When a mass of
arctic air falling down onto Utah made it plain that the plans
we made in the heat of the summer for a last camp by a scenic
mountain lake would not be a good idea, we (my son Andy and I)
decided instead on a quiet afternoon on Utah Lake.
There has been a drought in Utah for the last four years. Reservoir
levels are low, and many of the smaller ones are empty. We had
planned to go to a quiet little 80 acre no-motorized-craft reservoir,
but found that all of the reservoirs in the Sevier (pronounced
severe ) river drainage were empty.
Utah Lake is about 30 miles long and 10 miles across, so we were
confident that it still had some water in it. We were surprised
to find that its level had dropped to the point that it was difficult
to impossible to launch a power boat from the existing ramps.
In fact, once we got our boats into the water (hand carried my
V12, and a variation of Herb McLeods OSS that my son calls 'Aflac')
we found that we struck bottom with our oars on almost every stroke
while in the protected channel that leads to the lake. That isn't
We knew that lake was big, but we didn't really feel how big
it was until we were out on it. We felt like dust specs and stayed
near the shore at first, fishing at anchor for an hour or so.
We ate lunch, and then a few breaths of breeze encouraged us to
raise the sail and do a little exploring. The wind turned out
to be pretty fickle, and it wasn't too long before we were doing
a little exploration under oar power. We spotted a little island
off on the horizon and thought that we might row out to it. It
was probably about a half a mile a way.
The race was on
We rowed for quite some time and the island didn't seem to get
much closer, but Lincoln Beach seemed to be about a half a mile
a way.... hmmmm. We kept at it, racing a little from time to time
for another twenty minutes or so. Again, Lincoln Beach seemed
to be about a mile away now..... and the island still didn't seem
much closer. Maybe a little, but not a lot. We weren't sure just
what to do now. We were tiny specks in some big water, but there
wasn't a cloud in the sky, or enough wind to ripple the water.
So we pressed on.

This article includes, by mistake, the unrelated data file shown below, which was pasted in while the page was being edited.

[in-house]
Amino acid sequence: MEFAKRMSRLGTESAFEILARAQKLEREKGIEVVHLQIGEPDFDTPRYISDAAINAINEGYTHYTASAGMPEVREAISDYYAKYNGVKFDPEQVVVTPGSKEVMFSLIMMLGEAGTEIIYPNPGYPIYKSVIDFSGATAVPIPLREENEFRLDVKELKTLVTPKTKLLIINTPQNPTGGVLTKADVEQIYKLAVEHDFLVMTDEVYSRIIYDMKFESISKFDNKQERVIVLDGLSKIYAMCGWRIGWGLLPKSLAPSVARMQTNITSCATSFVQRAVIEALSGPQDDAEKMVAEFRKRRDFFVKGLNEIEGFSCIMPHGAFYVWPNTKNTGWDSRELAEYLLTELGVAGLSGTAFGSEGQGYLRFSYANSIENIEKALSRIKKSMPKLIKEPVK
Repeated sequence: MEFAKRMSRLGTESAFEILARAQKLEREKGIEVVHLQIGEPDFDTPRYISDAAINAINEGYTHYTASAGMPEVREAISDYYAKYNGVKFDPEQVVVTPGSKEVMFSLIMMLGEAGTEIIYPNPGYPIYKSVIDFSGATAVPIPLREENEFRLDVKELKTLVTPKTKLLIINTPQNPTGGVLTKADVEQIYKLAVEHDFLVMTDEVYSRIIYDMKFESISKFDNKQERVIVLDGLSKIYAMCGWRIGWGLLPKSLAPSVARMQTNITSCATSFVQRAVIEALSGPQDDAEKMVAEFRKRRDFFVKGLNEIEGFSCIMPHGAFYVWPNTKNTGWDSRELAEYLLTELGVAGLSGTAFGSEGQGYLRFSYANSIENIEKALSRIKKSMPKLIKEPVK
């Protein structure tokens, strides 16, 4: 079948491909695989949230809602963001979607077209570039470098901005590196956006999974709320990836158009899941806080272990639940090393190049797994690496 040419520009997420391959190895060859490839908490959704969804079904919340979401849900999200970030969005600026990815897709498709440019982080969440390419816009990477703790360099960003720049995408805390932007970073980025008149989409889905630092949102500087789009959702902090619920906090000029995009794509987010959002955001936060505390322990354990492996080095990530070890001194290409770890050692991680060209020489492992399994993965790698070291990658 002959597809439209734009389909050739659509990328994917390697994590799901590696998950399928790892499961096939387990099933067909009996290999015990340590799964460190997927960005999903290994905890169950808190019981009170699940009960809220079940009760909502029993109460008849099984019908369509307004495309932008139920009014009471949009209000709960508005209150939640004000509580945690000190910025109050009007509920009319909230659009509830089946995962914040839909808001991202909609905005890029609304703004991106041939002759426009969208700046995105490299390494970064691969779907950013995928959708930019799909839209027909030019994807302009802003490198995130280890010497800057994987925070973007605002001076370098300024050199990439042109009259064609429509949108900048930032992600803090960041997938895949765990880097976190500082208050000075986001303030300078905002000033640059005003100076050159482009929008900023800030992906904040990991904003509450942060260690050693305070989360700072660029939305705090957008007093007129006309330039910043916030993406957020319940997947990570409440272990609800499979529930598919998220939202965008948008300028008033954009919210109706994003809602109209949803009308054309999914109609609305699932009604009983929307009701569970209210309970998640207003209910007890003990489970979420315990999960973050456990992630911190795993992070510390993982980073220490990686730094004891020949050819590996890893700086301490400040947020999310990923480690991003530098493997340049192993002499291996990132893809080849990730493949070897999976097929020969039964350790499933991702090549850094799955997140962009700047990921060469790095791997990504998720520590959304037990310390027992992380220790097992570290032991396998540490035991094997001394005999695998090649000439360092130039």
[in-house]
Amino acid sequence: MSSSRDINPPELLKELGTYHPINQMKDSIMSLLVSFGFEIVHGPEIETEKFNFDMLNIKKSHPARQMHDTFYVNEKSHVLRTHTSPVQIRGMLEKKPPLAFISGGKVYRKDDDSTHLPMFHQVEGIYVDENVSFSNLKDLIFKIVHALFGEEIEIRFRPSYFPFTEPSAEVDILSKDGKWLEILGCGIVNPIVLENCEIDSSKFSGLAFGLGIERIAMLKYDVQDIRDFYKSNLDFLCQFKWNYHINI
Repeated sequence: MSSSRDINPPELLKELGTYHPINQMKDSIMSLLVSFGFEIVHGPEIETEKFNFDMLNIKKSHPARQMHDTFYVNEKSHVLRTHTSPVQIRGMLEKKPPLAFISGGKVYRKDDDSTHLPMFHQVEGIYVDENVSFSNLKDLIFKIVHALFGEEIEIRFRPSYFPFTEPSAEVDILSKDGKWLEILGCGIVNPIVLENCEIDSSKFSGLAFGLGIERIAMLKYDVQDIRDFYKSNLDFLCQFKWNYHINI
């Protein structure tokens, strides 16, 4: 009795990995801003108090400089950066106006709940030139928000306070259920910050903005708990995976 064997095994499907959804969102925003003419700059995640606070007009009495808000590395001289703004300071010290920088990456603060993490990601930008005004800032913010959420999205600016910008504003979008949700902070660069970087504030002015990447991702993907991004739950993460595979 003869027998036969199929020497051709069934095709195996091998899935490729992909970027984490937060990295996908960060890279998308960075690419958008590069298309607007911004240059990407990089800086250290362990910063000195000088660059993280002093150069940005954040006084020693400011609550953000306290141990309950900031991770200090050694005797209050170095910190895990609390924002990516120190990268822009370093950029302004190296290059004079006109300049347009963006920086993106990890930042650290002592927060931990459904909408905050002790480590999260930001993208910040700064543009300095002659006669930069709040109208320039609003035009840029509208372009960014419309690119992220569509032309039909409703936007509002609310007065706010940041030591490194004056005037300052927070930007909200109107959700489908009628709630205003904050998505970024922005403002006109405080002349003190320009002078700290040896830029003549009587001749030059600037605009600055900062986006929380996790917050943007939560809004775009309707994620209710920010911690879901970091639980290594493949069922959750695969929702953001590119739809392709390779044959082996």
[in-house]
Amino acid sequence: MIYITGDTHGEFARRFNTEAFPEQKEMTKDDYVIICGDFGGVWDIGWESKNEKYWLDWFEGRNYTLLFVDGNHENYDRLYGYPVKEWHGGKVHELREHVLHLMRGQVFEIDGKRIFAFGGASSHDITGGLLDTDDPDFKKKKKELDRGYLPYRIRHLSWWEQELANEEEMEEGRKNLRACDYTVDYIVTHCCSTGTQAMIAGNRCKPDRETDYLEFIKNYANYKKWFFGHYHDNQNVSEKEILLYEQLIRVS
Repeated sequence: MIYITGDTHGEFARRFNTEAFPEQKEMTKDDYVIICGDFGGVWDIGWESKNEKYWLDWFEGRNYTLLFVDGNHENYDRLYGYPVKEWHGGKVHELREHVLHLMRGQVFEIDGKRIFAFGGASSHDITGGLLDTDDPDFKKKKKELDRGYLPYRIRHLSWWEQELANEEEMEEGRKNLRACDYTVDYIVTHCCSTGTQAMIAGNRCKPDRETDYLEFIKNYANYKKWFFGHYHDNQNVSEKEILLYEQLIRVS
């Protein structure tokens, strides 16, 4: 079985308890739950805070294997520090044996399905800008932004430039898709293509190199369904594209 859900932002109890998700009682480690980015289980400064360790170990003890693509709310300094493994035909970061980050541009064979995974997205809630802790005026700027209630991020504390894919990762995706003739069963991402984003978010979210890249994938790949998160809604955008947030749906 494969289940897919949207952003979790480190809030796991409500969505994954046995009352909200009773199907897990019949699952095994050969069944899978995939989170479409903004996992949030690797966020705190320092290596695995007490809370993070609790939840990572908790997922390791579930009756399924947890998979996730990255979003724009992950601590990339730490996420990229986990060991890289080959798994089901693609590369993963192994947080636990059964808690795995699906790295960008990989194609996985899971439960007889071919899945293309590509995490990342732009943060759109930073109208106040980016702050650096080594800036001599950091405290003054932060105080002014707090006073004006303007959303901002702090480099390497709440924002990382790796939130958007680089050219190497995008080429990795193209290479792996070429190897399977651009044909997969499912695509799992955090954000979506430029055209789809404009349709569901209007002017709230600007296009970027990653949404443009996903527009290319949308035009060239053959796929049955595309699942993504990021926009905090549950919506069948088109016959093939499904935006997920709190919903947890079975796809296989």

After another twenty minutes or so we couldn't see the big pile
of rocks (about 20 feet tall) that marked the channel to the boat
ramps at Lincoln Beach, but finally the island was getting bigger
and more impressive. The lake had dropped so far that the island
wasn't really an island anymore, but was connected by a muddy
land bridge. Bird Island lived up to it's name with a variety
of gulls, cranes, and avocets watching us with suspicion and declining
to stay and visit. Andy and Aflac continued on to land on shore
and claim the great victory. I still had the centerboard down
and the rudder on, and declined to share in the glory.
Landing on Bird Island
About the time that Andy landed on the island, I felt a distinct
change in the wind. It had been fickle and fitful all afternoon,
but now a fresh breath came from the north told us both that it
was time to go. I have a few memories of being on the wrong end
of a long lake when the wind was blowing from my first sail on
Lake Powell. I had watched the weather reports and was pretty
sure that there were not any big storms brewing, but winds up
to 10 mph were predicted and that was enough for us.
As soon as Andy got his lure freed from the lake bottom, he rowed
over and we attached a line, raised the sail and headed home.
It was great sailing, with a fresh breeze and long down wind tacks.
About thirty minutes after we started, I noticed that the little
two inch waves were starting to ride piggy back on some swells
that were probably about twelve inches tall. But we continued
on without trouble. The wind picked up a little and the tow rope
between the two boats was mostly out of the water now. I wish
that I would have had a little more courage and taken a few pictures
here, because it was really pretty cool. Coward that I am, I just
couldn't tie off or drop the lines and tiller and find the camera.
The waves continued to grow until they were about 18 inches or
so with an occasional bigger one.
We were glad that we were not having any real trouble when Andy
(the lookout - I was kind of busy) reported that a little sailboat
that we had been watching earlier had biffed it and was down for
the count. I don't know the brand or make, but it was one of those
little guys that have two big foam cushions running up and down
the sides....basically made to go fast and get you wet one way
or another. They were near to the shore and we were still at least
a mile away, so we couldn't do much about it.
Getting into shallow water
We fell to discussing the wisdom of sharing the details of our
little adventure with our spouses and had about decided that it
would be best not to worry them when Andy (again the lookout)
announced that we were busted. My wife had come to pick us up,
and the truck was on a little ridge overlooking the lake. The
waves continued to grow as we got into shallow water, so untying
the two boats, brailing the sail, raising the centerboard, etc.
was pretty exciting and a little out of control.
But all is well that ends well and now you all know the sordid
details of the Bird Island Escapade. A pretty small adventure
really, but a great day on the water, a great day with my son,
a great day to remember when I am at work in my beige cubicle.